Innovation and Integration of Water Systems in a Public Building: The Grove
‘The Grove’ is an innovative public building project, jointly undertaken by the Towns of Cottesloe and Mosman Park and the Shire of Peppermint Grove. The facility consists of a library, community learning centre and administration offices and incorporates a broad range of environmentally sensitive design (ESD) features including climate-sensitive building design, energy and water-efficient fixtures and fittings, renewable energy systems, rainwater harvesting, as well as the onsite treatment and reuse of wastewater and stormwater, and waterwise gardens and irrigation.
While all of these features are ideal, it wasn’t an easy task to bring everything together. The difficulty was that this project was the first public building in the Perth metropolitan area to have rainwater supply for internal potable uses (in a mains water serviced area) and onsite treatment of wastewater (in a sewered area).
It is also the first in Australia to have yellow water diversion for nutrient recovery via onsite fertigation. The water systems design aims to reduce reliance on both mains water and bore water, as well as to utilise nutrients within the landscape through appropriate plant selection and irrigation system design.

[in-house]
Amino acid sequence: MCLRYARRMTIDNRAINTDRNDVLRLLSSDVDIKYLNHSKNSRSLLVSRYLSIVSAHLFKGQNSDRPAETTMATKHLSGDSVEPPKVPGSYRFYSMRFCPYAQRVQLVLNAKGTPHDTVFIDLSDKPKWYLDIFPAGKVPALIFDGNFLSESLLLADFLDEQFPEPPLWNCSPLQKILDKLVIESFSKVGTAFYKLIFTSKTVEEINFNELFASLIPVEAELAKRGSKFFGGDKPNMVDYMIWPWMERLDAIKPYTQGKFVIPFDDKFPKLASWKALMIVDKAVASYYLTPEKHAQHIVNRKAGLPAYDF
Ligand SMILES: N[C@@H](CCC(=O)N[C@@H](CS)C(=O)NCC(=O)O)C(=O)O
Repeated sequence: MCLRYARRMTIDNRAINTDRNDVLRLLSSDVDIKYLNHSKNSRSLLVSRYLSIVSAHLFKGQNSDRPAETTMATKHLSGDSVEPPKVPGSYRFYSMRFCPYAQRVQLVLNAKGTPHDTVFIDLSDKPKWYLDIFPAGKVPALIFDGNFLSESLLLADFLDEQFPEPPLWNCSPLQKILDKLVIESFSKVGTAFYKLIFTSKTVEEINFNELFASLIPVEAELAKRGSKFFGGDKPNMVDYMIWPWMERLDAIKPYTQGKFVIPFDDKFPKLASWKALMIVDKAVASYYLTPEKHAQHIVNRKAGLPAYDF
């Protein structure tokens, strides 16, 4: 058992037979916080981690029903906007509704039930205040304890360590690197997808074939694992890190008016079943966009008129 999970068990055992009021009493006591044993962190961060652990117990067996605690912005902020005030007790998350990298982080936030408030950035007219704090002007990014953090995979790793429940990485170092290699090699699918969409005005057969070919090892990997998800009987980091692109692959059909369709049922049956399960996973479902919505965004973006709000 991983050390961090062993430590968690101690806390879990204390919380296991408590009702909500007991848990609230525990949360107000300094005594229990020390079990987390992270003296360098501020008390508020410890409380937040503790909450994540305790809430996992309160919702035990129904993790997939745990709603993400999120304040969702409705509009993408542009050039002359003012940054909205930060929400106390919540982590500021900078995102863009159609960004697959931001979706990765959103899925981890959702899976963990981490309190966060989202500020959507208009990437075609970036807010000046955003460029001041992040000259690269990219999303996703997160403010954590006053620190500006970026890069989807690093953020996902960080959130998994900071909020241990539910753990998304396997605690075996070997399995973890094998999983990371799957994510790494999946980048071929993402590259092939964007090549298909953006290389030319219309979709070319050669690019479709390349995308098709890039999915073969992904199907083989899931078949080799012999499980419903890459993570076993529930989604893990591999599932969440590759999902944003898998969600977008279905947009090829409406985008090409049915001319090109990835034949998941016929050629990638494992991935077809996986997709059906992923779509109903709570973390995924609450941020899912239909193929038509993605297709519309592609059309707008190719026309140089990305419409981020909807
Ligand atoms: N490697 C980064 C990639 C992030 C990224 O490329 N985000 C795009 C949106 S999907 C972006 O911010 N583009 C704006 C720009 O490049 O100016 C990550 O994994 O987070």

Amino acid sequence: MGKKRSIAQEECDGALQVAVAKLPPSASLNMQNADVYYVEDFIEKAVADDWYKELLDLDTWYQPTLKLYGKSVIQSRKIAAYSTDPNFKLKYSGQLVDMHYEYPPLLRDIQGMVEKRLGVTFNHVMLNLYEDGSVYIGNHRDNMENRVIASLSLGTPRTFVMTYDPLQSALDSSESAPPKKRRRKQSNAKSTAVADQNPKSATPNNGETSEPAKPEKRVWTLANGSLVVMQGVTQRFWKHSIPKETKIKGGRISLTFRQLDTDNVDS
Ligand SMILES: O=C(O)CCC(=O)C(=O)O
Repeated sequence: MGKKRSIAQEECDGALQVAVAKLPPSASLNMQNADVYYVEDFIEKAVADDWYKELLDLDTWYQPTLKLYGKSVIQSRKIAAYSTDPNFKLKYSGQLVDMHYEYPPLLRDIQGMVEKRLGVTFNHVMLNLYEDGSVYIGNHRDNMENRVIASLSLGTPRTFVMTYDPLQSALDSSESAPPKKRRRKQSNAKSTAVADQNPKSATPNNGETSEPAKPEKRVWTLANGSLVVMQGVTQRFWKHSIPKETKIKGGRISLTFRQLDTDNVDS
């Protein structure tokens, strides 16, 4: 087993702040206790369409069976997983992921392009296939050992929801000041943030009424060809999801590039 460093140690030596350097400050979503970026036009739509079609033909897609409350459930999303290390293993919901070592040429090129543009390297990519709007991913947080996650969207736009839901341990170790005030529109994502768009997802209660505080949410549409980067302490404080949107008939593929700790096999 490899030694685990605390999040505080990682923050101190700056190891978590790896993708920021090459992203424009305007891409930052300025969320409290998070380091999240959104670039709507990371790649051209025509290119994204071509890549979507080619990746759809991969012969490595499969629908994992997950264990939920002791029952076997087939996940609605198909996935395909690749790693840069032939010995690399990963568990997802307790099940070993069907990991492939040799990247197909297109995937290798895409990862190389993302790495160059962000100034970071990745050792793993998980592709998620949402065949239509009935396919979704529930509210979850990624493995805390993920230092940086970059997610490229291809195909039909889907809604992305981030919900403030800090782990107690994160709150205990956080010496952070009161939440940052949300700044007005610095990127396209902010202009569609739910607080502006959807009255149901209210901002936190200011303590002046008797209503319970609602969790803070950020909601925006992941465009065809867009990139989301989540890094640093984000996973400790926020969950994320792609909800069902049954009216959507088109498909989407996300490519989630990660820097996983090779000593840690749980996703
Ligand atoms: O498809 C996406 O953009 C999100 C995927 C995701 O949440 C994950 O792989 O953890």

Pics above: Rainwater tank installations. 210,000 L external concrete tanks (6) and 44,000 L internal steel tanks (11). Wastewater systems installations.
Clever landscaping and garden design continues the building’s integration with the environment, including fruit trees, insect-attracting plants and recycled timber features. Waterwise drip irrigation is used throughout the grounds and soil moisture sensors contribute to control the watering regime of plants, and the balance of wastewater and bore water used for irrigation purposes.
Internal water consumption is reduced through the use of approved limited flow water fixtures and fittings, including the use of waterless urinals. Rainwater will meet 100% of internal water demand, saving an estimated 730,000L of mains water each year. The rainwater harvesting system includes a range of above and below ground storage tanks to the capacity of 258 kL, symphonic guttering, automatic first flush diverters, micro filtration and UV disinfection for potable water and mains water backup. The smaller, steel aquaplate tanks (total 40 kL) in the basement will be drawn down last due to their dual duty and contribution as part a thermal mass cooling of the building.
The design recognises that a public facility such as this one will have widely varying usage patterns subject to events, seasons, and public and school holidays. However applying medium daily occupancy and based on the water-efficient fixtures that have been specified for the buildings, it is estimated that mains water savings would increase to approximately 905 kL under a business-as-usual scenario where ‘standard’ water fixtures were being used in the buildings. An automated back-up via scheme water is provided should collected rainwater be insufficient and not meet demand.